Sublime play: A moment of purity
I like its simplicity, its pace, and the simple elegance of a game that moves not according to a clock but, rather, to its own rhythms.
I like the fact that every play is a showcase of an individual's ability rather than the march of juggernauts toward some goal. A game where runs are scored -- as George Carlin noted -- by "running home."
All of which is why I get angry over what some players have done to the game by their uses of steroids or other performance enhancing drugs.
It subtracts from what, to me, is the perfect game and casts doubt on whether I'm watching someone's talent or, perhaps, performance that's been manufactured in a jar.
I'm not, however, going to get into all of that. Instead, I'm going to tell you about one particular play that I just happened to see.
You see, occasionally, we get to experience a moment of purity in baseball. You can't predict them. You just have to be lucky enough to be there.
This play occurred during an ordinary high school game. Nothing was riding on it and I don't even remember the final score. I do, however, remember standing behind the backstop during a late inning. The visiting team was at bat with a runner on first and no outs.
The situation called for a bunt and that's just what happened. The batter squared around on the next pitch and dropped a perfect slow-roller down the third base line.
The bunt had a little speed to it, but the third baseman was playing too deeply. You could see that the ball would die before he got to it. The pitcher, on the other hand, had a chance. He had to cover a lot of ground on an angle toward third but he got to it just as it stopped rolling, dropped to a knee, and picked it up barehanded.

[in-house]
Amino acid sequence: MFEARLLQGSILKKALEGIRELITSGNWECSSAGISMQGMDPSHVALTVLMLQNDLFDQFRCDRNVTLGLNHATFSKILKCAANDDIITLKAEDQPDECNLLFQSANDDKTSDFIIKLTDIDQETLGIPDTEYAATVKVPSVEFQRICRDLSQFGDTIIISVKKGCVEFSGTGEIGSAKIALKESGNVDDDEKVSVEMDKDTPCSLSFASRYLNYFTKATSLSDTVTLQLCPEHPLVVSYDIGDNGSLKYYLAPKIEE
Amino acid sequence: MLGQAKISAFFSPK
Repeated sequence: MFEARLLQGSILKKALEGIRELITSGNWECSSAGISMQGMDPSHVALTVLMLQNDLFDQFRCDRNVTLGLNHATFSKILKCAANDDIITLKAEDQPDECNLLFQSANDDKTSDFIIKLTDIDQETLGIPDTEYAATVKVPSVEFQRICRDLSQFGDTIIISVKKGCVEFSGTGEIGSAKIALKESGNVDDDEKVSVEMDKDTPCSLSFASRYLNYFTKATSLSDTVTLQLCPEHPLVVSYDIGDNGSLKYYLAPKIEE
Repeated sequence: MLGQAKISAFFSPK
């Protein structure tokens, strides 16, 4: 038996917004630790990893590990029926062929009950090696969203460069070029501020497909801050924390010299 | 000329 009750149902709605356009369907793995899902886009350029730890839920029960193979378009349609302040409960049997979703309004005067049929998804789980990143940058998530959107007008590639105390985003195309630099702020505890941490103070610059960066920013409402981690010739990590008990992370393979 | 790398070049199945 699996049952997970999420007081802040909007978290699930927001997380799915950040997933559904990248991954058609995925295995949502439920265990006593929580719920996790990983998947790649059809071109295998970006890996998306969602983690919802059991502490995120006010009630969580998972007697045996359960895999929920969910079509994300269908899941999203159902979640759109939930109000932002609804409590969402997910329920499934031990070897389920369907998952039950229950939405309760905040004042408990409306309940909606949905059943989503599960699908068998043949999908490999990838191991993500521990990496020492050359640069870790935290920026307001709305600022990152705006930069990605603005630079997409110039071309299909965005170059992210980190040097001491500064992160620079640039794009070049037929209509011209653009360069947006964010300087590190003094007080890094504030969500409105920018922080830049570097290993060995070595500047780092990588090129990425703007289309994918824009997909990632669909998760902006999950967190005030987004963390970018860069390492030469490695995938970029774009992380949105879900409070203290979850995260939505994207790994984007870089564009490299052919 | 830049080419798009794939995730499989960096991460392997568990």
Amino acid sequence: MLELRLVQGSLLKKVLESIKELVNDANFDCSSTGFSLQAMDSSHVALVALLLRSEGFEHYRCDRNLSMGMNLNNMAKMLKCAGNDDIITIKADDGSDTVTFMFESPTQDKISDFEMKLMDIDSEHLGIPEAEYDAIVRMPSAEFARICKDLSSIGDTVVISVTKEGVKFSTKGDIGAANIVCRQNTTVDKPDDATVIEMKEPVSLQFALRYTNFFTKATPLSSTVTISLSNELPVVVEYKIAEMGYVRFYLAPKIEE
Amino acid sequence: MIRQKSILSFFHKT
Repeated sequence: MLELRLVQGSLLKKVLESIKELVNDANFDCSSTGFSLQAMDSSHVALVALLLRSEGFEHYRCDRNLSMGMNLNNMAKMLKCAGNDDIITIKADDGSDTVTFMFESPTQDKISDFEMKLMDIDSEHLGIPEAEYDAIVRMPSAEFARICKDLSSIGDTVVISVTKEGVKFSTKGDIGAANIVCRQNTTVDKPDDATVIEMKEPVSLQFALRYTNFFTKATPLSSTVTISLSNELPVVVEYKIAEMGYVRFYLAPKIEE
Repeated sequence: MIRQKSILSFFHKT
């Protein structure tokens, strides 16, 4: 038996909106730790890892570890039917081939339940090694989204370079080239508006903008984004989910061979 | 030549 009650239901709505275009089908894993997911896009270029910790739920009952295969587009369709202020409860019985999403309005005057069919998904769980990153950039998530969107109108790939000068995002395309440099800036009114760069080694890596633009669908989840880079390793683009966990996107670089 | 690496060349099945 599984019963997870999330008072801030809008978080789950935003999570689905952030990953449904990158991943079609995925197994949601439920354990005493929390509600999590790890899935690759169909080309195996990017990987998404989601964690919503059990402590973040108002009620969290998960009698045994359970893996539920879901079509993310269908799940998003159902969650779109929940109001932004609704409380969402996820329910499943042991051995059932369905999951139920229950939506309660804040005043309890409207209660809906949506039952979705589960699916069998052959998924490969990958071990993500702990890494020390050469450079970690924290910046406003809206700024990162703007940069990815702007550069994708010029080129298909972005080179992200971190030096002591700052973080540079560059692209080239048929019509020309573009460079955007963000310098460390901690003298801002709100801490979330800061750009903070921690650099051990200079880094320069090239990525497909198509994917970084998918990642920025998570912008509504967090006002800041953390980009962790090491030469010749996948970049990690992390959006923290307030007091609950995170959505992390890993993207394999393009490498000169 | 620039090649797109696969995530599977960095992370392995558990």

The situation was now this: He was on one knee, facing the dugout, deep down the third base line, with the ball in his hand.
Players can panic in these situations. They'll bobble the ball. They'll pick it up and throw wildly. They'll look but not throw. But sometimes -- just sometimes -- they'll uncork a thing of beauty and get the runner. This was one of those times.
With everything around him moving, he pivoted on his knee, cocked his arm, and did something remarkable. With a runner headed for second. With the batter almost to first. With every eye on him and time running out, he stopped -- but only for an instant.
In that instant, he saw that he couldn't get the runner going to second, but was calculating whether he had a chance at the batter headed for first. And, then, he threw.
It was as if he'd pulled a trigger. The ball exploded from his hand and covered the distance from where he was to first base on a line. The first baseman never moved his glove and the throw beat the runner to the bag by barely a step.
I didn't say anything. For an instant, neither did anyone else. We'd just seen one young player do absolutely the right thing at absolutely the right moment with absolute grace and skill.
In the middle of the cheers that erupted, an older gentleman turned to me and said, "Did you see that? He stopped. (Expletive) amazing."
The cheering died down and the game went on.
A few moments later, I heard that same older gentleman say the same thing again -- this time to no one in particular -- "(Expletive) amazing." And I knew exactly what he meant.
We'd just witnessed something special. Something that reminded us of what makes baseball the game it is and why it's so enjoyable.
I've always remembered that play. It was that good.
These days, I wish that I could look at some of the "professionals" in baseball I used to care about with the same admiration that I still have for one young man who, on one particular day, not only made that play, but made a lifelong memory for me.
I doubt that players who've used drugs to enhance their performance understand the idea of purity in baseball or, worse, even care.
And that last, my friends, is their loss.
Larry Simoneaux lives in Edmonds. Send comments to: firstname.lastname@example.org
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